This is the point in the intake when most people get squeamish and acupuncturists start looking like vampires. Tell me about the blood. Truth be told you can’t tell us enough about the menstrual blood.
Color: Bright red, fresh red, brick red, purple red, brownish, blackish, pinkish, purplish, red fading to brown. We want to know. Healthy blood should be fresh red, quite red, though as the cycle draws to a close it may become more brownish. Purplish blood is suggestive of cold or stasis in the uterus and very often goes hand in hand with pain. Same thing for blackish blood, which is blood that has been stuck in the uterus for a while. Watery pinkish blood is a suggestion of blood deficiency. It usually doesn’t have any abdominal pain associated with it but fatigue, low backache, or dizziness. Brownish blood is tough to diagnose it could be caused by a number of factors. Mostly it means things are a little dirty and sticky in the uterus and it needs cleansing.
Clotting: In school we were trained to use money, half dollar, quarter, nickel, dime. Exactly how big are the clots. The bigger they are the worse it is. Quarter size or larger clots are suggestive of either heat thickening the blood so it can’t flow smoothly or of cold congealing the blood so it doesn’t flow at all and it gets stuck in there. Clots can also be indicative of fibroids or cysts if they are accompanied with pain and irregular periods. A healthy flow doesn’t have anything other than fresh bright red blood.
Viscosity: Yes, we will occasionally ask how thick it is. Super thick blood (think honey or molasses) means heat is drying the blood up. Usually this also involves very heavy periods and sometimes the period coming early because the heat is so intense the body starts to bleed. Thin blood that looks watery is mostly water as the body doesn’t have enough blood. Normal blood flows like blood. It is thicker than water, but not syrupy.
Flow: Do you spot for a couple of days? Do you immediately gush? How often do you change a pad or tampon on the first day? The second? The third? The fourth? And so on. Normal is difficult to say here, but I’ll tell you what is too heavy and what is too light. A woman shouldn’t bleed through a tampon in less than an hour, numerous times during the first and second day. That is too heavy. A woman shouldn’t change a tampon every two hours through the fifth or sixth day. That is still too heavy. However if a woman is only changing a tampon four times a day on the first two days she doesn’t have enough blood. If the period includes spotting on the second or third day the woman doesn’t have enough blood. The first three days of bleeding should be consistent and more then spotting. The fourth or fifth may be light enough to go with just a liner or change a pad twice a day. That would be healthy.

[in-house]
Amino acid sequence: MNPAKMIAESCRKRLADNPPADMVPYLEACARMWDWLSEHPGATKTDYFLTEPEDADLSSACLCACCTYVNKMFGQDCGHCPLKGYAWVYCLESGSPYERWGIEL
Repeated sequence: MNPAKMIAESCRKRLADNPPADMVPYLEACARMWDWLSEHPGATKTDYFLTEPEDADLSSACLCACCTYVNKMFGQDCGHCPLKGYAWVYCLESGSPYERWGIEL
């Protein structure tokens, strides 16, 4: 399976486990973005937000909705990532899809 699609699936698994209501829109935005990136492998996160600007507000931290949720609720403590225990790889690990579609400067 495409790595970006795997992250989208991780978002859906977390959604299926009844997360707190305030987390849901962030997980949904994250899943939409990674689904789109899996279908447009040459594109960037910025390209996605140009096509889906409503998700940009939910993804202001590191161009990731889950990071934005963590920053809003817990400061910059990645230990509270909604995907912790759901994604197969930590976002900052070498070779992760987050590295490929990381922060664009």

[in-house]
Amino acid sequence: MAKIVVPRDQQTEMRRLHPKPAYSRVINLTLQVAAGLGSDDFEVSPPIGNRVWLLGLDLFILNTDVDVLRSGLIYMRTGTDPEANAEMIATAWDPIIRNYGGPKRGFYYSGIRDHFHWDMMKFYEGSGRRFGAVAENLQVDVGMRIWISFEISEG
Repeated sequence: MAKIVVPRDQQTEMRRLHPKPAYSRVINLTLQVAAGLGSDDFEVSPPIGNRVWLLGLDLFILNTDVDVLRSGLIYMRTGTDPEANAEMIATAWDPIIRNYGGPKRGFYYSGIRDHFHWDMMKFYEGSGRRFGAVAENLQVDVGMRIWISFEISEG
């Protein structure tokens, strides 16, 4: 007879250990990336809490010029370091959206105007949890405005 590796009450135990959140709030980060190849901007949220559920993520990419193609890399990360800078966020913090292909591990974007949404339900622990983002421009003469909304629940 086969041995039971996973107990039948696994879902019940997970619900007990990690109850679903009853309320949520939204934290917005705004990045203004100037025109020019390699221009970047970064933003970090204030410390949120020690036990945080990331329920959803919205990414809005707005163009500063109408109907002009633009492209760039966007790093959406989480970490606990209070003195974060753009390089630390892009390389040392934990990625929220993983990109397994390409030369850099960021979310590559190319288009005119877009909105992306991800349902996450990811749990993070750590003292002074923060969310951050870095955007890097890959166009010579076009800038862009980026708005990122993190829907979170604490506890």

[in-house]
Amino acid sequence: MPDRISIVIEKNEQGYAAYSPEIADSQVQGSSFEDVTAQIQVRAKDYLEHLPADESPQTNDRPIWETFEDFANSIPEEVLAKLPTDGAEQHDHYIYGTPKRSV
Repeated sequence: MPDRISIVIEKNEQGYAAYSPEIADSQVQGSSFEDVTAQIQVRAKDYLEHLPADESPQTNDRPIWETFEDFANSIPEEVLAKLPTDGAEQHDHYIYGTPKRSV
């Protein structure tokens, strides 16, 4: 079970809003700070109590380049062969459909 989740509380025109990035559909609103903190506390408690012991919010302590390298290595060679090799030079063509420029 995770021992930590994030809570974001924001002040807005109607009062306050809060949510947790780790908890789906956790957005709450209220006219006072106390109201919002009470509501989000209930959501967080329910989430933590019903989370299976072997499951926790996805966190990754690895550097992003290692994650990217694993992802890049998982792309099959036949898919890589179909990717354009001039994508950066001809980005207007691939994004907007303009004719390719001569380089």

Signs Your Cycle Needs Strengthening Or Cleansing
- Big, numerous clots
- Six or seven days of heavy flow
- 14-day periods
- Spotting lightly past day 7
- One or two day periods
- Hour long periods
- Purple or black blood
- Flow that stops for a day or two and then begins again
One of the strengths of Chinese Medicine is defining normal. I love that. Normal isn’t really relative to all women. Just because a woman can handle it for three or thirty years doesn’t mean she should have a 9 day period. It isn’t healthy. Just because it is convenient doesn’t mean that a woman should have a 2-day period. Both are indicative of other issues in the body. Again, the menstrual cycle reveals other health issues in the body, not just the health of the reproductive organs.
Other posts in this series.
Week Three: Duration and Frequency
Week Six: Female Intuition During the Cycle
Image credit: yupiramos / 123RF Stock Photo
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